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Joe Adcock

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Full Name: Joseph Wilbur Adcock Primary Position: 1B,OF
Height/Weight: 6' 4"/210 First Game: April 23, 1950
Birthdate: October 30, 1927 Final Game: October 1, 1966
Birthplace: Coushatta, Louisiana MLB Experience: 17 years
Died: May 3, 1999
Deathplace: Coushatta, Louisiana
Bat/Throw: Right/Right


Biography

Joseph Wilbur Adcock, nicknamed Billy Joe, (October 30, 1927 - May 3, 1999) was an American first baseman and right-handed batter in Major League Baseball, best known for his years with the powerful Milwaukee Braves teams of the 1950s, whose career included numerous home run feats. A sure-handed defensive player, he also retired with the third highest career fielding percentage by a first baseman (.994).

Adcock was born in Coushatta, Louisiana. He was signed by the Cincinnati Reds after a successful run at Louisiana State University, but Ted Kluszewski had firm hold of the team's first base slot. Adcock played in left field from 1950–52, but was unhappy and demanded a trade, which he received. His first season with the Braves was capped by a mammoth home run into the center field bleachers at the Polo Grounds on April 29, 1953, a feat that had never been done before and would only be accomplished twice more, by Hank Aaron and Lou Brock. On July 31, 1954, he accomplished the rare feat of homering four times in a single game, against the Brooklyn Dodgers at Ebbets Field, and set a new record for most total bases in a game (18) that stood until broken by Shawn Green in 2002. Another notable home run was the blast that ended the epic duel between Lew Burdette and Harvey Haddix on May 26, 1959, in which Haddix took a perfect game into the 12th inning. Adcock did not get credit for a home run, however, because Aaron - who was on first base - saw the runner ahead of him score the winning run and thought the hit had only been a double and walked back to the dugout, causing Adcock to be called out for passing him on the base paths.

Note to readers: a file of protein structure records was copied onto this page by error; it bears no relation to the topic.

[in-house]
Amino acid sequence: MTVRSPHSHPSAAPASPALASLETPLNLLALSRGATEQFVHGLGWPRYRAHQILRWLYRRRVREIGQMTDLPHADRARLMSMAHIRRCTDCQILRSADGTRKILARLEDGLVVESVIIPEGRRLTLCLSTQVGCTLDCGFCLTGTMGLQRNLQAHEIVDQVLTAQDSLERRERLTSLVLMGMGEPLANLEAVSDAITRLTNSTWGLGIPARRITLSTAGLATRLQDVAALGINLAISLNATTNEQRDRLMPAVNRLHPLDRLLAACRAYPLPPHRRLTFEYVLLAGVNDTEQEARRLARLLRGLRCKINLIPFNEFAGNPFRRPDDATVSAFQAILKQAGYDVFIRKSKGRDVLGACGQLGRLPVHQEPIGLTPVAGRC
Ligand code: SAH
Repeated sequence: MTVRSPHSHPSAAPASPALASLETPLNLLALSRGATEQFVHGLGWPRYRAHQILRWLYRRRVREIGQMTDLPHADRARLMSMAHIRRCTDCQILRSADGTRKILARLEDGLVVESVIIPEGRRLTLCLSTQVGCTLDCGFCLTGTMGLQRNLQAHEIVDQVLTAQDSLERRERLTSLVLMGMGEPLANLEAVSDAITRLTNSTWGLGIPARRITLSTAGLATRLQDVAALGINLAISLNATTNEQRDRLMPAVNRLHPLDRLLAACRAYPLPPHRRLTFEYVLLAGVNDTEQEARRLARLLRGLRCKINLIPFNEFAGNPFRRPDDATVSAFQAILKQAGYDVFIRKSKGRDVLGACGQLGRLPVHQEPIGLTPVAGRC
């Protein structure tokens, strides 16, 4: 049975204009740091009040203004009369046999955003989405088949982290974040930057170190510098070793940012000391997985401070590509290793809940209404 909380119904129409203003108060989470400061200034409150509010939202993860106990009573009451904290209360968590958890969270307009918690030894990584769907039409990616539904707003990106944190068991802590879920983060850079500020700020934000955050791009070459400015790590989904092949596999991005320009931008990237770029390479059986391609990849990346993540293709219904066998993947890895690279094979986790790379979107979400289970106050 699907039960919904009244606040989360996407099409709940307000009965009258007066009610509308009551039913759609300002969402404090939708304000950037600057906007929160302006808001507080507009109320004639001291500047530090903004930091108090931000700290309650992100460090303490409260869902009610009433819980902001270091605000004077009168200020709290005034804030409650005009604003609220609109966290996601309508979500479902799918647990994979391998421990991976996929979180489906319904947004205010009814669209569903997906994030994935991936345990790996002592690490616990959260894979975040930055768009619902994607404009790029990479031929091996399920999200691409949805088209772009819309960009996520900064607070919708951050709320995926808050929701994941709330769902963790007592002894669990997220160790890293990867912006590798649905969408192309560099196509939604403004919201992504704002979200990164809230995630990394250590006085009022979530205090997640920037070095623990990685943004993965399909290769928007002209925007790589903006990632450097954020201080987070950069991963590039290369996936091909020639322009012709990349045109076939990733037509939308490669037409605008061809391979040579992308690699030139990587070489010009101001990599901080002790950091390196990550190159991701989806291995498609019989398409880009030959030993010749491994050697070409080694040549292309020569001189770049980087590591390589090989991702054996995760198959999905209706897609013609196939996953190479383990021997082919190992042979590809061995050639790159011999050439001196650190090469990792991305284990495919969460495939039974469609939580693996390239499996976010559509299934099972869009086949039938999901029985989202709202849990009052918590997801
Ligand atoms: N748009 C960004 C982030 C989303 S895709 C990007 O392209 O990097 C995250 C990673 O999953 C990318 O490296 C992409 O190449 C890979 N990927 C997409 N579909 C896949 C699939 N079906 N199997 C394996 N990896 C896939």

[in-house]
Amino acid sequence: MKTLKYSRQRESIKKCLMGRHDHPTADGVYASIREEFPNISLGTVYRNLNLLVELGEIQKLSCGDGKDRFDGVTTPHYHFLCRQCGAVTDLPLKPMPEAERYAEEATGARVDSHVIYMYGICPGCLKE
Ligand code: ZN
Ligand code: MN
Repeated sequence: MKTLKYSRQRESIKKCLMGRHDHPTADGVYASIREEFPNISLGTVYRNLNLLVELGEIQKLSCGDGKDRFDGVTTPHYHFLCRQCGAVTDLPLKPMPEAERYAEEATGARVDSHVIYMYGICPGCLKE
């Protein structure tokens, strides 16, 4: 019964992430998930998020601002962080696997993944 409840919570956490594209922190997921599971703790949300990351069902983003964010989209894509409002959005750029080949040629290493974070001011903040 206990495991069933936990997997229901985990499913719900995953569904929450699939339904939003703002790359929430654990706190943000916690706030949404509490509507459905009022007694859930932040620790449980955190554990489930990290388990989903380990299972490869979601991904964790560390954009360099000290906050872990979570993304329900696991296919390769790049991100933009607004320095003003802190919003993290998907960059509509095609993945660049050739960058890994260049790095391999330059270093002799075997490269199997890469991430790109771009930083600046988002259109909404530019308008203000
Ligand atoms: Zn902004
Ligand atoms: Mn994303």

Adcock was often overshadowed both by his own teammates Aaron and Eddie Mathews, and by the other slugging first basemen in the league, Kluszewski and Gil Hodges, but he did make one All-Star team (1960) and was regularly among the league leaders in home runs. In 1956 he finished second in the National League in home runs, runs batted in, and slugging average. After playing for the Cleveland Indians (1963) and Los Angeles/California Angels (1964–66), Adcock managed the Cleveland Indians for one year (1967) and managed two more years in the minor leagues before settling down at his 288-acre (1.2 km²) ranch in Coushatta to raise horses. He died in Coushatta at age 71.

Most people believe that Joe Adcock's best season was 1961, when he slugged 35 home runs, hit for a .285 average and knocked in 108 runs.

Statistics

Batting Stats

Year Team G AB R H HR RBI AVG OBP SLG 2B 3B BB SO HBP SH SB IBB GDP
1950 CIN N 102 372 46 109 8 55 .293 .336 .406 16 1 24 24 0 3 2 0 12
1951 CIN N 113 395 40 96 10 47 .243 .288 .380 16 4 24 29 1 2 1 0 25
1952 CIN N 117 378 43 105 13 52 .278 .321 .460 22 4 23 38 1 1 1 0 10
1953 MIL N 157 590 71 168 18 80 .285 .334 .453 33 6 42 82 2 6 3 0 22
1954 MIL N 133 500 73 154 23 87 .308 .365 .520 27 5 44 58 3 11 1 3 7
1955 MIL N 84 288 40 76 15 45 .264 .339 .469 14 0 31 44 2 2 0 3 13
1956 MIL N 137 454 76 132 38 103 .291 .337 .597 23 1 32 86 1 11 1 6 11